Racism and Casteism

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The following article is about racism and its equivalent casteism in India. Shirin, an American woman working in South Africa, invited to attend the seminar on the zoom.  

Mike Ghouse
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I didn’t even know

Our understanding of the world depends on what we are exposed to. I used to think December was cold weather and warm clothes until I went to study in Melbourne, Australia. I realized then that December is summer if you are in the southern hemisphere. What you need there is a t-shirt and not a coat. 

Fortunately, understanding hemisphere-based seasonal changes are not so difficult once you have been exposed to them. But what about the things that shape our worldview? While interviewing my friend Ruchi Sharma for the “D Word” series, she told me that even though she knew that the caste system existed, she didn’t know that there was any discrimination against people of the so-called lower castes and Dalits (previously called untouchables). This was largely due to her upbringing in which her parents did not mention caste and also it was not a reference point she had in her neighborhood and in her school. 

Similarly, for me when I was growing up, I thought of Diwali, Eid, and Christmas as festivals we celebrated, not as religious festivals per se. It didn’t occur to me that I should celebrate only one or another of these because my mom is Hindu, my dad Muslim and my school which had a big influence on me was run by Christians. We looked forward to all these festivals with exactly the same enthusiasm and I never thought of them as belonging to any specific religions. They all belonged to us.

But our little worlds, no matter how idyllic they may seem, are not the full picture. In the bigger world of university, jobs and marriages, we encounter realities, sometimes harsh realities. For example, Ruchi’s classmates in university were quite clearly in two groups. One group consisted of the so-called upper caste students. Most of them were confident, had stable financial support and many were planning to go to the USA for further studies.

The other group was of the so-called lower castes and many in that group were struggling when it came to confidence and financial resources. Was it just a coincidence or was there anything deeper in it? Ruchi didn’t think of it in caste terms at first because she did not know about casteism. It is only when she read more and was exposed to more ideas that she realized that discrimination over time had led to these differences. Social scientists talk about this as the depletion of social capital. 
In other cultures, this looks a little different. For instance, we know a family for many years where the mom is a white American, the dad is brown (from India) and the adopted daughter is Black. While in her home and in her circle of friends, as a small child she was not exposed to racist stereotypes, once she went to school, she was shocked to find that her family was considered weird. For this little girl, her family was the most natural thing in the world. But for many outsides, her family was an oddity – something they did not expect and were ready to call strange.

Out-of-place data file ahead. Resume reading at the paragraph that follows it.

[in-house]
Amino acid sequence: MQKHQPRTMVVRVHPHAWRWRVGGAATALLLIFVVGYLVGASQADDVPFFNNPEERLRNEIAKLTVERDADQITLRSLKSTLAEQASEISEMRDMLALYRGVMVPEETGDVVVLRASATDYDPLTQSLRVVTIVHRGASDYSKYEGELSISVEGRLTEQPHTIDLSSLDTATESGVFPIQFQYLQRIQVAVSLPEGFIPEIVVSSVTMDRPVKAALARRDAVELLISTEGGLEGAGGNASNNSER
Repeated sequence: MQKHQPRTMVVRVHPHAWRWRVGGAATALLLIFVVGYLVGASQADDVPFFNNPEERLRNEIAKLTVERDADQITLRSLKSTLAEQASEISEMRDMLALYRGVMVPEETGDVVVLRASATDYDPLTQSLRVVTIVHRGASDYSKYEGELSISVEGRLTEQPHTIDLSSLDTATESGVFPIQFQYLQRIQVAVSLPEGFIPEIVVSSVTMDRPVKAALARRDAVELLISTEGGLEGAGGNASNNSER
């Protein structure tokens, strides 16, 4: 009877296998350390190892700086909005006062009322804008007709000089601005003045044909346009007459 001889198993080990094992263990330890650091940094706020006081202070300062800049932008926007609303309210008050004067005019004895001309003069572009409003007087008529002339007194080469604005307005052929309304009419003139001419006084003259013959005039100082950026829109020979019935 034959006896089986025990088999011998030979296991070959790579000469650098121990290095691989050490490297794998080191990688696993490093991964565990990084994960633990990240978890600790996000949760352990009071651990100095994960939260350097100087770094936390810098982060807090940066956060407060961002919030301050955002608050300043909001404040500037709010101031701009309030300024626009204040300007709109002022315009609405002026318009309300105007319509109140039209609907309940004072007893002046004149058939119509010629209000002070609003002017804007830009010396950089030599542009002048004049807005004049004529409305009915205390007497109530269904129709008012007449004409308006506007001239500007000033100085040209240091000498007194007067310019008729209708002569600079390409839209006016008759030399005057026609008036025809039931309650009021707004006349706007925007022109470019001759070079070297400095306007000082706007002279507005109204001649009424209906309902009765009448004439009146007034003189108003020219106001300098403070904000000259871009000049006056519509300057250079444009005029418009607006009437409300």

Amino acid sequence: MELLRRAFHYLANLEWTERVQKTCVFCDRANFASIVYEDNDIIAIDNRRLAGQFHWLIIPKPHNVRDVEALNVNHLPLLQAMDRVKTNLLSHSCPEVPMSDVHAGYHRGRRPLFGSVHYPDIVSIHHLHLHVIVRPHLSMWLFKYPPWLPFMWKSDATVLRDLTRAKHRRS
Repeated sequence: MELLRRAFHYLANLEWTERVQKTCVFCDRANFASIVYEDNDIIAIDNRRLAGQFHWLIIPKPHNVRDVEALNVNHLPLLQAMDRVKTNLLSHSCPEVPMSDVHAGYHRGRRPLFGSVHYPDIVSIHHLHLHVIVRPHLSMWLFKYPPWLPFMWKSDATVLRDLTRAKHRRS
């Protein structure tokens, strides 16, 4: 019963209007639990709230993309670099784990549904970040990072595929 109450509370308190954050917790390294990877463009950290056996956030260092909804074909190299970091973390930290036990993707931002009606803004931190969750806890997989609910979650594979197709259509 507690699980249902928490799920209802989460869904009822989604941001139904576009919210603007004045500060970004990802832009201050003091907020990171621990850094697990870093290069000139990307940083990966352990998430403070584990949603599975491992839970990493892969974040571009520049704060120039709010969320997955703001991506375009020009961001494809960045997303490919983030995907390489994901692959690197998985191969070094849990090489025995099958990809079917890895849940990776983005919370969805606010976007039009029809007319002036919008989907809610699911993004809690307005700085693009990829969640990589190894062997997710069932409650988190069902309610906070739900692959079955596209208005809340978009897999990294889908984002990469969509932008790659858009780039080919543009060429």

Realities can be different from what we know or feel. I may be “color blind” but racism is still a deadly reality. The murder of George Floyd and of Breonna Taylor are a sad testament to this reality. 

To say that I do not believe in caste, does not mean that casteism is not practiced. Many companies refuse to hire and promote people who do not come from “upper castes” and this discrimination against people from the “lower castes” and Dalit backgrounds is not limited to India alone. Many people reacted with disbelief that Cisco, a corporation in Silicon Valley has been accused of caste discrimination but this is not an isolated case. Similarly to say that various religions are just different ways to connect with God does not mean that communalism (religious sectarianism) is not promoted by political parties and governments. The attack on a Musim man in Gurgaon, India, recently is only the latest in a shamefully long list of religious-hate inspired beatings and lynchings committed by people who believe they have the right to attack someone because they come from another religious background.

It is certainly commendable if we can expunge bigotry and prejudice from our immediate lives. It is beautiful to raise a family where the divides of race, religion and caste are not taught. But that is not enough because our lives do not exist in vacuum and we have a social responsibility to promote humanism in our society. We must therefore go further and remove the ills of racism, casteism and communalism from the concentric circles that our lives are part of. One way to start is by knowing more about things that we ourselves don’t practice but which undoubtedly exist and impact our society negatively. Join us this Saturday, August 8 to understand casteism and how it certainly is not a thing of the past with our webinar featuring Subhash Gatade who is a writer and activist.

You can also hear two interviews Sameer did with brilliant political scientists: Bill Fletcher Junior on racism and Achin Vanaik on religious nationalism. In addition, noted Gandhian Vipin Tripathi’s English interview is also online. To sign off, here is an amusing quote by the comedy writer Robert Oben: “If you think education is expensive, try ignorance.” –

For Peace Vigil

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